You are where you are now because of your past. The opportunities you had, the choices you made and all past decision have led you to this very moment. Hopefully, you are living in the now without misgivings.
However, when individuals are not happy with their present, reflecting on should’ve, would’ve, could’ve moments is common. That reflection can be accompanied by regret and misery and can contribute to a never-ending cycle of self-inflicted torment. That is because, when disappointment strikes, it triggers a sense of loss. Those “only if” moments can be debilitating, and is as authentic as enduring any trauma.
Paying mental penance for decisions of yesteryear is one way the human mind tries copes with the discomfort of regret. Fantasizing about different decision and the possible outcomes is part of the bargaining process, a stage in the Kübler-Ross model. Passing that stage will help you accept loss, including missed opportunities.
While it may be mentally soothing, some thoughts may weigh heavier than others. Finding ways to get over those past regrets is essential. Your personality is linked to your past, and acknowledging poor judgment can be the impetus to move forward.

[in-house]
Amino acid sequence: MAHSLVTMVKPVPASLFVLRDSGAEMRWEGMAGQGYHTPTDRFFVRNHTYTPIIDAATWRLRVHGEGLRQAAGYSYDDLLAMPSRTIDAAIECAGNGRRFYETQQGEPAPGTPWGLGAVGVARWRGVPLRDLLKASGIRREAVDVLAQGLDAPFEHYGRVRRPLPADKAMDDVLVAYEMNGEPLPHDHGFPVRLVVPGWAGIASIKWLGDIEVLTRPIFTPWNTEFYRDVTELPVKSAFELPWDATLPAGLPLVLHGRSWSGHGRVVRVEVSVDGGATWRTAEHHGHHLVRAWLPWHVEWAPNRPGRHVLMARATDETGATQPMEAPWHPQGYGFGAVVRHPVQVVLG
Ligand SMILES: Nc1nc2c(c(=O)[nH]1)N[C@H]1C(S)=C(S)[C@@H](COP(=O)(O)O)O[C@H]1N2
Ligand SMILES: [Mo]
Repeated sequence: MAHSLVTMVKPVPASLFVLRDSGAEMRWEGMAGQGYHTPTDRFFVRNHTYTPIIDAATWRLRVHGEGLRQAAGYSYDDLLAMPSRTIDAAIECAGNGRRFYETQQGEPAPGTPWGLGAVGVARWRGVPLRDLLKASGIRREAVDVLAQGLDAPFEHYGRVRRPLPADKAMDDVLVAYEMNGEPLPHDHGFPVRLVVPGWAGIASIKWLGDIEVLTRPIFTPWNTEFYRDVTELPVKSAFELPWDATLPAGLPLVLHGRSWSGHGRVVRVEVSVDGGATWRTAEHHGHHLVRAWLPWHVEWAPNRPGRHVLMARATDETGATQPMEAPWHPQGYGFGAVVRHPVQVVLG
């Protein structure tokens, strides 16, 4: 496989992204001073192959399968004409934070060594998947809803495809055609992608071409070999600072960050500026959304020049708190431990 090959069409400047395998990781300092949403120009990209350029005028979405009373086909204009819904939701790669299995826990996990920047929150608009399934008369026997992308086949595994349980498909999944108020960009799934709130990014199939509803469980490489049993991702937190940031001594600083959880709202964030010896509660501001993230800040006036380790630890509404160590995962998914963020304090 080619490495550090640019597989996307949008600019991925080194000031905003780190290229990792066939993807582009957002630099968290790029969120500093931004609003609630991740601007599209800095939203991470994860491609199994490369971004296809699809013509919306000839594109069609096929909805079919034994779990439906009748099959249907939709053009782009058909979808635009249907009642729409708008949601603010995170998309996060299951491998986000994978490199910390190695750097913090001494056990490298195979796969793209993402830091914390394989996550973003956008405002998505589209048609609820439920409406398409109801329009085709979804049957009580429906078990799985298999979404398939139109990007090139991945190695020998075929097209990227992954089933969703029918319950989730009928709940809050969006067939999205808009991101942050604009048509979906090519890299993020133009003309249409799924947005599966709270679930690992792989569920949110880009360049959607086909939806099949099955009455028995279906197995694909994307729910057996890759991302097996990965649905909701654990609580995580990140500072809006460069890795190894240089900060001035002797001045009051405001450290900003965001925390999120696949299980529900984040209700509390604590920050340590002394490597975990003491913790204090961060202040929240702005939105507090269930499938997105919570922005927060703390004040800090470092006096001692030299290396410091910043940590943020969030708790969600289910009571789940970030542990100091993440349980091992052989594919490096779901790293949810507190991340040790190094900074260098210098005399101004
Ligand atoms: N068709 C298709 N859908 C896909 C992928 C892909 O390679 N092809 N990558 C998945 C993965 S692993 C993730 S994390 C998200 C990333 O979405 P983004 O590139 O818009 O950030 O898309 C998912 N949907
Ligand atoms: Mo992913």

Next time your inner voice steers you wrong, you can work on changing your inner dialogue in order to get back on track. Attempting to be in the moment is arduous, but it is grounding and can help.
Getting wrapped up in yesterday is oppressive. First, try to recognize the main cause for your sorrow. Do you regret saying no to that job? Miffed that you married wife #2? Are you in denial about saying that thing to your coworker? By pinpointing the exact cause of your sadness, you will be able to free your mind of other negative chatter and focus on the core issue.
If there is anything you can do to make amends, try. Seek out forgiveness from yourself and others. Take steps to prevent the same mistakes from happening by improving your actions, being honest, and repairing damage done. The technique is cathartic.
Try changing your inner dialogue from one of insults to one of compassion and kindness. Don’t blaspheme yourself. Back then, there were reasons for your choices, and you are much smarter now so let it drop.
Everything in life is a learning opportunity. Instead of harping on the regret, acknowledge what you have learned from the experience. That unique wisdom is what enriches your life, capabilities and well being.
Even with the effort, there may be times when those negative thoughts reappear. Take a moment to acknowledging that was then, but this is now. By embracing your history, you will have the ability to welcome your current circumstances.